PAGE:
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Implementation of Eighth Amendment Committee recommendations is critical for women’s healthcare

By 26 April 2018October 8th, 2018News

Tuesday 16th January 2018

In advance of this week’s Oireachtas debates on the Eighth Amendment, medical experts told parliamentarians that putting the Joint Oireachtas Committee’s recommendations into effect is critical for women’s health. 

Chair-Elect of the Institute of Obstetricians and Gynaecologists, Dr Cliona Murphy, said she looked forward to a referendum where Irish people shape the law befitting a developed country in the 21st century. 

Dr Murphy said the Institute of Obstetricians and Gynaecologists broadly welcomed the Committee’s recommendations. At a national educational meeting in November, 71.5% of consultant and non-consultant obstetricians and gynaecologists surveyed said the Eighth Amendment should not be retained.

“The current situation is unworkable,” said Dr Murphy. “Women in Ireland are accessing termination of pregnancy. They are doing so by incurring financial and emotional stress without the support of local healthcare professionals. Some are doing it alone in their homes with the worry about complications and discovery. They do not receive post-termination care and contraceptive advice.”

Commenting on the growing trend of women in Ireland accessing abortion pills illegally online, Dr Caitriona Henchion, medical director of the Irish Family Planning Association, said: “If we maintain the status quo, we will be unique among European countries in having illegal rather than legal abortion as the norm.”

Dr Henchion welcomed the Committee’s recommendation to allow for GP-led abortion care up to 12 weeks’ gestation. She said: “Implementing the Committee’s recommendations will facilitate proper regulation and medical supervision of abortion within the Irish healthcare system and allow open communication between women and their doctors. It will give women time to feel sure about their decision. It will ensure that women receive appropriate follow-up care after abortion – including contraceptive advice and provision – in a timely manner.”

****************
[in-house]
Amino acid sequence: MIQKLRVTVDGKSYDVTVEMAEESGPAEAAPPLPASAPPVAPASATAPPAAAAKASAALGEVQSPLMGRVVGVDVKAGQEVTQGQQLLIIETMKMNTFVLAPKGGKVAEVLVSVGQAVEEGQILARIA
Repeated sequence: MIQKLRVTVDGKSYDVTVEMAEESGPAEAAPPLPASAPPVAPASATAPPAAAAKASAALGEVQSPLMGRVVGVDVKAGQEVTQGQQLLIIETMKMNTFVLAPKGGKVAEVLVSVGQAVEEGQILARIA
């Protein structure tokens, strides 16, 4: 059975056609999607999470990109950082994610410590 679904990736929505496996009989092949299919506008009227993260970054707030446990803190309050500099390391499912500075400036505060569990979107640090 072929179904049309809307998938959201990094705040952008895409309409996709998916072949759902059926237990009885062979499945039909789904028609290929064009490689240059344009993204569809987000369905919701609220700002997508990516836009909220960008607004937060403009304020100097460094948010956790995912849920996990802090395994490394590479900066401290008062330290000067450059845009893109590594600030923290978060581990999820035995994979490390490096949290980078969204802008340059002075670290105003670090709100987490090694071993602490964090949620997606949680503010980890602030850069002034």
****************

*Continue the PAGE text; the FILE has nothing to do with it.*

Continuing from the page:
Director of the National Women’s Council of Ireland, Orla O’Connor, said decisions about care in pregnancy should be a private matter for a woman, her doctor and her family. GPs, doctors and midwives should be supported in caring for their patients without fear of prosecution. Calling on the Oireachtas to support the recommendations of the Eighth Amendment Committee, Ms O’Connor said: “We know from other countries in Europe that if we truly wish to reduce the need for abortion in Ireland, the best way is to provide comprehensive reproductive healthcare services, including sexual health education and information and access to affordable contraception, to all women and girls in Ireland.”

Tuesday’s briefing was hosted by the All-Party Oireachtas Interest Group on Sexual and Reproductive Health and Rights. Chair of the All-Party Group, Jan O’Sullivan TD, said: “It is critical that the forthcoming debate on the Joint Committee’s recommendations is calm, measured and most importantly grounded in the objective medical evidence that was presented to the Committee.”